This article is from the April - June 2009 issue of the Confederate Philatelist. Posted under a prior agreement with the then journal editors in effect since the early days of this website.
The State of Missouri was the twelfth star in the Confederate flag. But Missouri officially remained a Union State during the war with a strong presence of Union forces and severely divided loyalties. The Union sentiment in Missouri prevailed, and the state officially remained aligned with the North even though a rival Confederate government was recognized in Richmond and the state admitted to the Confederacy on November 28, 1861. Many Missourians with Southern sympathies and Southern ties sent their sons to fight in the Confederate Army.
It is well known to Confederate postal historians that the Confederate Post Office Department never operated officially in Missouri. Families back home in Missouri kept in touch with their soldiers in the Confederate Army through a system of mail runners who handcarried the mail across the lines to and from the Missouri Confederate soldiers. But that is a story for another time. Postal history covers referencing Missouri Confederate units in the field are very difficult to find and to properly identify. There just are not that many of them. When one is found, it often becomes the centerpiece of a CSA postal history collection military or otherwise. This article is about a newly discovered cover which has never before been in a collection or an exhibit but came directly from the family.
The cover illustrated is a Type I Archer & Daly stamp postmarked in Shreveport, Louisiana and is dated May 9, 1865 with the full year date in the postmark. This is very late in the war. A stamped CSA cover with May 1865 use that can be verified is a rarity in and of itself. Shreveport at the time was a Confederate stronghold and the Military Headquarters of the Confederate Army in the Trans-Mississippi Department. The war would continue in the Trans-Mississippi for weeks after Gen Lee's surrender at Appomattox until the final surrender by CSA Lt-Gen Edmund Kirby Smith on May 26, 1865.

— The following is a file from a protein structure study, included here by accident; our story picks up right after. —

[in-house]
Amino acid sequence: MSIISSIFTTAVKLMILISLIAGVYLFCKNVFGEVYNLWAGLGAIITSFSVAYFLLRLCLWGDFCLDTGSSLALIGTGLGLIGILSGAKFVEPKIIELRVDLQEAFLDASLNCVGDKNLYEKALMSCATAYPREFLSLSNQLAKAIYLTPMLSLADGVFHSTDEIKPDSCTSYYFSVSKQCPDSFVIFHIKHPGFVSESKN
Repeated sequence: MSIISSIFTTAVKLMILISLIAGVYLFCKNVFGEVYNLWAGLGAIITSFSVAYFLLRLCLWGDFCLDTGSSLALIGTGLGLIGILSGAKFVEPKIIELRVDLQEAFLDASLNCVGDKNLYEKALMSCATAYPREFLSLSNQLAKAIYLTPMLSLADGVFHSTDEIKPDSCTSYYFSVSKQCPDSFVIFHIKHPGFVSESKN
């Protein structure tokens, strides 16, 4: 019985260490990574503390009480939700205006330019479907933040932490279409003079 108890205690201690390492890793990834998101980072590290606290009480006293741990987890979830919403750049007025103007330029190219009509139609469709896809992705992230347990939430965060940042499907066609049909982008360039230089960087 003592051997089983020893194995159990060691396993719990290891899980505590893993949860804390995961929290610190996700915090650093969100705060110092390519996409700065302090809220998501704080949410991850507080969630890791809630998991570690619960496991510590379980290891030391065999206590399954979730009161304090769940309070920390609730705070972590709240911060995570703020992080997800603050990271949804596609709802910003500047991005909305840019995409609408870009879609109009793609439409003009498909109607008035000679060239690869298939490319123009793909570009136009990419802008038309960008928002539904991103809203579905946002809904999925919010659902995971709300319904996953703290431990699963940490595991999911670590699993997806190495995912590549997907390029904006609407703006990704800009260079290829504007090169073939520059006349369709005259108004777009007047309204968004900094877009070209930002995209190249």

The military address reads "Mr. John W. Gum COD Chism Regiment Forneys Division." Researching the address finds that Private John W. Gum was a member of Company D 2nd Texas Cavalry Partisan Rangers commanded by Colonel Isham Chism. In May 1865, this unit was part of the Texas Infantry Division commanded by Confederate Major General John H. Forney which further confirms the 1865 use. This unit operated mainly in Louisiana and was part of the Red River Campaign in 1864.
At the left of the cover is a soldier's endorsement "Soldiers Letter from T. E. Peyton COD 16 Regiment 2 Brigade Parsons Division MCV." At first glance, the endorsement might prove a bit difficult to decipher. But with a little research, the soldier is identified as Private Thomas E. Peyton of Company D 16th Missouri Infantry Confederate. The "MCV" in the endorsement stands for "Missouri Confederate Volunteers." The 16th Missouri Infantry organized in April 1863 by the consolidation of several smaller Missouri units operated in the Trans-Mississippi mainly in Louisiana and Arkansas and also took part in the Red River Campaign of 1864. The unit was part of the Missouri Division commanded by Missouri Confederate Brigadier General Mosby M. Parsons.
Both units referenced on this cover were included in the May 26, 1865 Trans-Mississippi Department surrender. In short, the cover is from a Missouri Confederate soldier in the field to a Texas soldier in the field. The two somewhere along the line apparently met and became friends. Since both units took part in the Red River Campaign and operated in the same area, it is certainly possible that they could have met and formed a friendship. Unfortunately, there is no letter with the cover which would yield much more information if it had been saved. Covers directly referencing a Missouri Confederate military unit are few and far between and are significant items of Missouri Confederate postal history even though the cover may not have actually crossed the border into Missouri. Any cover from one soldier in the field directly to another soldier in the field is a scarce item no matter what units are involved. But to have one of the units clearly a Missouri Confederate unit is certainly a significant rarity. The lesson to be learned here is not to ignore the addresses on the covers and especially not to ignore the military endorsements. Taking the time to do the research will often yield a surprising result.